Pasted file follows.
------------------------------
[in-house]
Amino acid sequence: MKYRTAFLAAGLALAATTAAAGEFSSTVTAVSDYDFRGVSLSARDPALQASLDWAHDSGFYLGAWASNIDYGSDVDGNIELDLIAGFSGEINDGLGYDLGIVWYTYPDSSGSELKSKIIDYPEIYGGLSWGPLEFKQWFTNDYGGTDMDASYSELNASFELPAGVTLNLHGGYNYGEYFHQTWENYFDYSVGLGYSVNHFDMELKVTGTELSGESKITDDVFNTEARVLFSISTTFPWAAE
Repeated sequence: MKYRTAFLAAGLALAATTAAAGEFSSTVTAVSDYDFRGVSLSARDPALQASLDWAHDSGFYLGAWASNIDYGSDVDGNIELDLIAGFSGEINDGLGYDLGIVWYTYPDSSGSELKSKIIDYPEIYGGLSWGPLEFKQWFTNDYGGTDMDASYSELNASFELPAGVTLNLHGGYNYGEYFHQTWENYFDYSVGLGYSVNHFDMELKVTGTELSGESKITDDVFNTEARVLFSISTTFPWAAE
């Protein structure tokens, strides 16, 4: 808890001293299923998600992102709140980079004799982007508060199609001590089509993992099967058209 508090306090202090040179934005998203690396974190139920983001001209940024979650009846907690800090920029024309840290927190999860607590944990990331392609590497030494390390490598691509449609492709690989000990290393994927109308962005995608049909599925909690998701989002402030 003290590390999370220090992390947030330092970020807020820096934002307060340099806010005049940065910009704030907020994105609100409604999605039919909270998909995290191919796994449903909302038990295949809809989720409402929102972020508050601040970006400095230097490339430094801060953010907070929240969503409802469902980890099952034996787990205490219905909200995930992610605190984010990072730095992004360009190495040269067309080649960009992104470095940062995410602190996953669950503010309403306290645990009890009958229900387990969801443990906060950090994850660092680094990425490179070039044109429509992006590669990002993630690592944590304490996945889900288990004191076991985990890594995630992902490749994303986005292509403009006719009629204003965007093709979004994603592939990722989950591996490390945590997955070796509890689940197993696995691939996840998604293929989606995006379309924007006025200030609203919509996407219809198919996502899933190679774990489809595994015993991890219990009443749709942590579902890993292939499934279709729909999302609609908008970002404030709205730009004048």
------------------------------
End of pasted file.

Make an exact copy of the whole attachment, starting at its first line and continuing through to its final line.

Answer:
[in-house]
Amino acid sequence: MKYRTAFLAAGLALAATTAAAGEFSSTVTAVSDYDFRGVSLSARDPALQASLDWAHDSGFYLGAWASNIDYGSDVDGNIELDLIAGFSGEINDGLGYDLGIVWYTYPDSSGSELKSKIIDYPEIYGGLSWGPLEFKQWFTNDYGGTDMDASYSELNASFELPAGVTLNLHGGYNYGEYFHQTWENYFDYSVGLGYSVNHFDMELKVTGTELSGESKITDDVFNTEARVLFSISTTFPWAAE
Repeated sequence: MKYRTAFLAAGLALAATTAAAGEFSSTVTAVSDYDFRGVSLSARDPALQASLDWAHDSGFYLGAWASNIDYGSDVDGNIELDLIAGFSGEINDGLGYDLGIVWYTYPDSSGSELKSKIIDYPEIYGGLSWGPLEFKQWFTNDYGGTDMDASYSELNASFELPAGVTLNLHGGYNYGEYFHQTWENYFDYSVGLGYSVNHFDMELKVTGTELSGESKITDDVFNTEARVLFSISTTFPWAAE
């Protein structure tokens, strides 16, 4: 808890001293299923998600992102709140980079004799982007508060199609001590089509993992099967058209 508090306090202090040179934005998203690396974190139920983001001209940024979650009846907690800090920029024309840290927190999860607590944990990331392609590497030494390390490598691509449609492709690989000990290393994927109308962005995608049909599925909690998701989002402030 003290590390999370220090992390947030330092970020807020820096934002307060340099806010005049940065910009704030907020994105609100409604999605039919909270998909995290191919796994449903909302038990295949809809989720409402929102972020508050601040970006400095230097490339430094801060953010907070929240969503409802469902980890099952034996787990205490219905909200995930992610605190984010990072730095992004360009190495040269067309080649960009992104470095940062995410602190996953669950503010309403306290645990009890009958229900387990969801443990906060950090994850660092680094990425490179070039044109429509992006590669990002993630690592944590304490996945889900288990004191076991985990890594995630992902490749994303986005292509403009006719009629204003965007093709979004994603592939990722989950591996490390945590997955070796509890689940197993696995691939996840998604293929989606995006379309924007006025200030609203919509996407219809198919996502899933190679774990489809595994015993991890219990009443749709942590579902890993292939499934279709729909999302609609908008970002404030709205730009004048």